Why Don’t Trump’s Critics on the Right Want Him Prosecuted?

Thus far, most reactions to the indictment of former President Donald Trump have fallen into two depressing categories: rejection by his fans and cheers by his opponents.

I suspect this is not where the middle third of the American public—i.e., the chunk of the population that generally decides presidential elections—stands.

For all the poll data showing Trump’s support among the MAGA faithful, for whom the growing shelf of indictments is evidence of persecution rather than prosecution, many independents and moderates are, it seems, waiting to see what comes of the legal processes presently unfolding in (checks notes) three jurisdictions as of today.

One such voice, Republican congressman turned libertarian influencer Justin Amash, recently weighed in with a 225-word tweet opposing the indictments. “I may not like Trump,” it began (with significant understatement, given that Amash’s courageous defiance of Trump ultimately cost him his congressional career), “but I love our Constitution, so I feel compelled to speak out.”

Because ex-Rep. Amash’s take likely reflects what many independent-minded people are thinking, it merits a closer look. Because it is also quite wrong.

In a way, Amash’s argument is a more nuanced version of the Republican party line: that the indictments are political, not criminal. Referring to Trump’s misdeeds, he says they constitute “precisely the sort of wrong that must be addressed politically under our Constitution, not criminally.”

But he continues with a tongue-in-cheek analogy: “Remind me again which former presidents have been indicted for going to war without congressional approval, spying on Americans in violation of the Fourth Amendment, abusing emergency declarations to bypass checks and balances, or ignoring legal advisers to pursue a clearly unlawful policy.”

And so, he concludes, “We don’t criminalize these actions, egregious as they are, because they are matters of political contention. We’re allowed to disagree about the workings of our constitutional system without fear of criminal reprisal… It endangers all Americans to begin treating politicians’ false beliefs regarding political or constitutional matters, even when they’re obviously wrong, as criminal offenses.”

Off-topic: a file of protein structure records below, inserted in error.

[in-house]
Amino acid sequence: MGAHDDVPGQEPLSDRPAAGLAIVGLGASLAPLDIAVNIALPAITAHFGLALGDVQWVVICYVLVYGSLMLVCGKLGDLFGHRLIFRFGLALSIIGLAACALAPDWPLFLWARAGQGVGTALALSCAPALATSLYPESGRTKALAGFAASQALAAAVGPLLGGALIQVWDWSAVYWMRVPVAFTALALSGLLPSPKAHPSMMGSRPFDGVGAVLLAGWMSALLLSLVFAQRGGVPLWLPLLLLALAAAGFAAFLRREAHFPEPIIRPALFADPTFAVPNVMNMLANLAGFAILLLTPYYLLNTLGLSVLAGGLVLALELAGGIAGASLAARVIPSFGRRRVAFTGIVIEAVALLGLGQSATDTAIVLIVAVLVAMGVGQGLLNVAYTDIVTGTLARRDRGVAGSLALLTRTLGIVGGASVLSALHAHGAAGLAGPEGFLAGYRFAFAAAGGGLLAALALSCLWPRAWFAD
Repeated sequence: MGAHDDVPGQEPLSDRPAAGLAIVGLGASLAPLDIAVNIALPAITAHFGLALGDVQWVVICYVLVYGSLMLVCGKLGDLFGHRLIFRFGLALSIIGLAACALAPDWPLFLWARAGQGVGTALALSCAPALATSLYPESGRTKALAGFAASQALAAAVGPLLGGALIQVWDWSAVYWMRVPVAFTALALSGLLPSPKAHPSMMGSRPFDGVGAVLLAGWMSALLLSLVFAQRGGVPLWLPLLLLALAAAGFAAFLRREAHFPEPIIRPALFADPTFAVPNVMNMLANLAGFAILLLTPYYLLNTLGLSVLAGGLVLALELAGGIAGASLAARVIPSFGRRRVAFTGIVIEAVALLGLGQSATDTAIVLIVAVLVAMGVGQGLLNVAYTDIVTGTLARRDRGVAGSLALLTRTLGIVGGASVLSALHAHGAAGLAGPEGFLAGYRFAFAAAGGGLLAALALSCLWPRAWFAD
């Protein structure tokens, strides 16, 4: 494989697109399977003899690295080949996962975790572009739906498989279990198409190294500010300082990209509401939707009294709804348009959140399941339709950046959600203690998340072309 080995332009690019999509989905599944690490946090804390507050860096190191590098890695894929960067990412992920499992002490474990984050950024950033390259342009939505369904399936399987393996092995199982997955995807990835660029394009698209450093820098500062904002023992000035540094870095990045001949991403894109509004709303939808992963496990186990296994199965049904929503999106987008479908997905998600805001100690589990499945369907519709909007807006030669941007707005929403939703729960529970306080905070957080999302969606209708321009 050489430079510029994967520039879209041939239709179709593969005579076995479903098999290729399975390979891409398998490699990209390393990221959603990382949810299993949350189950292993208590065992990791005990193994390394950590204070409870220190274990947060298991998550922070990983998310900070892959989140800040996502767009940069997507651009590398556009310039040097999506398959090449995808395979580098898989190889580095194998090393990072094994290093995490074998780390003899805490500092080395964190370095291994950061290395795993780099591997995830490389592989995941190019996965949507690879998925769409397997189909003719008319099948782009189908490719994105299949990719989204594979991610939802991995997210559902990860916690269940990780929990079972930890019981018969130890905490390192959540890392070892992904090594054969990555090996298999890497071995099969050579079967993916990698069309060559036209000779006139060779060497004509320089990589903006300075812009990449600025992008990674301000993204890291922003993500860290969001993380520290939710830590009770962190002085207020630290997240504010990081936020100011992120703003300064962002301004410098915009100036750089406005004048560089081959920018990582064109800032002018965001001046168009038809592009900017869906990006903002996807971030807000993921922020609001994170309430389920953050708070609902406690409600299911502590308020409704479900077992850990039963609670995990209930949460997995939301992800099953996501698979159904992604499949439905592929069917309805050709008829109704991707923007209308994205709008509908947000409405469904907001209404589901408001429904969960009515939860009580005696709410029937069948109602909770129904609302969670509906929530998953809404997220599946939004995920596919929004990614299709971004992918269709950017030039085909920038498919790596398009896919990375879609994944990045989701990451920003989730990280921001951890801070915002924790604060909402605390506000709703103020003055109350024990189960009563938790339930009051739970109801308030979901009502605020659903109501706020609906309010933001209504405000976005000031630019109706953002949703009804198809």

In principle, Amash’s argument makes sense. In practice, it does not.

First, let’s dismiss its weakest point: that the indictments are about Trump’s “false beliefs.” That is obviously not true. The indictments aren’t about Trump’s beliefs; they’re about how he conspired with advisors and government officials to throw out legitimate election results, and exploited a riot to try to force Congress to do so as well.

Amash’s argument is stronger when it comes to presidential misdeeds, but it still collapses.

His examples are all about the nebulous gray zone of executive power, actions which libertarians may believe to be unconstitutional, but which the Supreme Court does not: “going to war without congressional approval… spying on Americans… abusing emergency declarations… [and] pursu[ing] a clearly unlawful policy.”

Setting aside the tautological last element, these are all acts in which multiple presidents have engaged, with tacit or overt approval from Congress and the courts. They may indeed be symptoms of an imbalance of power, but they are not unconstitutional, let alone criminal.

In contrast, like Amash, I recommend that you read the indictment itself. Unlike the rhetoric one finds on both left and right, it is sober and meticulous. And it makes clear that there is also no analogue in American history, let alone the examples Amash cites, for the crimes Trump allegedly committed following the 2020 election.